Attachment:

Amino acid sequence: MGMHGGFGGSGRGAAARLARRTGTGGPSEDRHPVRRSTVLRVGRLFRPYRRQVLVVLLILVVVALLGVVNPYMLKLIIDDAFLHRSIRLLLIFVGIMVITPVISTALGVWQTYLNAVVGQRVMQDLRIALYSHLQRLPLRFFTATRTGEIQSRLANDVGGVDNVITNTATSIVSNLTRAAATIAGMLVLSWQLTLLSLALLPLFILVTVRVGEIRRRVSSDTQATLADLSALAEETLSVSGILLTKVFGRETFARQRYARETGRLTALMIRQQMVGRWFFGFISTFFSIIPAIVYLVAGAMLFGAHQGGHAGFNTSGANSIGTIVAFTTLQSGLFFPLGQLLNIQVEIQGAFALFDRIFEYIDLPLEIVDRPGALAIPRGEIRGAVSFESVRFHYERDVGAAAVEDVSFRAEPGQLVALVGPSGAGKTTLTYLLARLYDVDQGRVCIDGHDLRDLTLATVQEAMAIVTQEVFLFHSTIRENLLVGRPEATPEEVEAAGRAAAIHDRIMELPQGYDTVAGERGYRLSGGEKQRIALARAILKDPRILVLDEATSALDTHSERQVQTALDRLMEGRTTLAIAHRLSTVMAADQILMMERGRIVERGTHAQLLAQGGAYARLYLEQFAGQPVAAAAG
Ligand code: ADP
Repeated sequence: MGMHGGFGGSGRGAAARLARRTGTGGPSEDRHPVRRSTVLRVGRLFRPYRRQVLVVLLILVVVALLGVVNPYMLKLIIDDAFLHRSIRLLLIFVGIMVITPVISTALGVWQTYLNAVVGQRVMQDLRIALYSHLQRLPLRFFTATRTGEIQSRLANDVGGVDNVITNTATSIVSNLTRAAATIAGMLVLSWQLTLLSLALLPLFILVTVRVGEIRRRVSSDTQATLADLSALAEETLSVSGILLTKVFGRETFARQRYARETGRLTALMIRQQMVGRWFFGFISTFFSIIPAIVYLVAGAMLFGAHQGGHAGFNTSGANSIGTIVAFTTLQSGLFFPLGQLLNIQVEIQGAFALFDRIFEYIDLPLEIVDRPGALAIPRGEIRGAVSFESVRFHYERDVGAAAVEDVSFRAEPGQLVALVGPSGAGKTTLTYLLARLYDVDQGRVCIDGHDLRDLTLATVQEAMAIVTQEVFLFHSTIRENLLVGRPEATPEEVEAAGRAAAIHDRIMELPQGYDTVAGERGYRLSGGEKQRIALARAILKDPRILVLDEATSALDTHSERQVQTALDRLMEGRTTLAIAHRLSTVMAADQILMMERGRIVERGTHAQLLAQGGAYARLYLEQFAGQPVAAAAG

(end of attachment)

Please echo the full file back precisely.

Amino acid sequence: MGMHGGFGGSGRGAAARLARRTGTGGPSEDRHPVRRSTVLRVGRLFRPYRRQVLVVLLILVVVALLGVVNPYMLKLIIDDAFLHRSIRLLLIFVGIMVITPVISTALGVWQTYLNAVVGQRVMQDLRIALYSHLQRLPLRFFTATRTGEIQSRLANDVGGVDNVITNTATSIVSNLTRAAATIAGMLVLSWQLTLLSLALLPLFILVTVRVGEIRRRVSSDTQATLADLSALAEETLSVSGILLTKVFGRETFARQRYARETGRLTALMIRQQMVGRWFFGFISTFFSIIPAIVYLVAGAMLFGAHQGGHAGFNTSGANSIGTIVAFTTLQSGLFFPLGQLLNIQVEIQGAFALFDRIFEYIDLPLEIVDRPGALAIPRGEIRGAVSFESVRFHYERDVGAAAVEDVSFRAEPGQLVALVGPSGAGKTTLTYLLARLYDVDQGRVCIDGHDLRDLTLATVQEAMAIVTQEVFLFHSTIRENLLVGRPEATPEEVEAAGRAAAIHDRIMELPQGYDTVAGERGYRLSGGEKQRIALARAILKDPRILVLDEATSALDTHSERQVQTALDRLMEGRTTLAIAHRLSTVMAADQILMMERGRIVERGTHAQLLAQGGAYARLYLEQFAGQPVAAAAG
Ligand code: ADP
Repeated sequence: MGMHGGFGGSGRGAAARLARRTGTGGPSEDRHPVRRSTVLRVGRLFRPYRRQVLVVLLILVVVALLGVVNPYMLKLIIDDAFLHRSIRLLLIFVGIMVITPVISTALGVWQTYLNAVVGQRVMQDLRIALYSHLQRLPLRFFTATRTGEIQSRLANDVGGVDNVITNTATSIVSNLTRAAATIAGMLVLSWQLTLLSLALLPLFILVTVRVGEIRRRVSSDTQATLADLSALAEETLSVSGILLTKVFGRETFARQRYARETGRLTALMIRQQMVGRWFFGFISTFFSIIPAIVYLVAGAMLFGAHQGGHAGFNTSGANSIGTIVAFTTLQSGLFFPLGQLLNIQVEIQGAFALFDRIFEYIDLPLEIVDRPGALAIPRGEIRGAVSFESVRFHYERDVGAAAVEDVSFRAEPGQLVALVGPSGAGKTTLTYLLARLYDVDQGRVCIDGHDLRDLTLATVQEAMAIVTQEVFLFHSTIRENLLVGRPEATPEEVEAAGRAAAIHDRIMELPQGYDTVAGERGYRLSGGEKQRIALARAILKDPRILVLDEATSALDTHSERQVQTALDRLMEGRTTLAIAHRLSTVMAADQILMMERGRIVERGTHAQLLAQGGAYARLYLEQFAGQPVAAAAG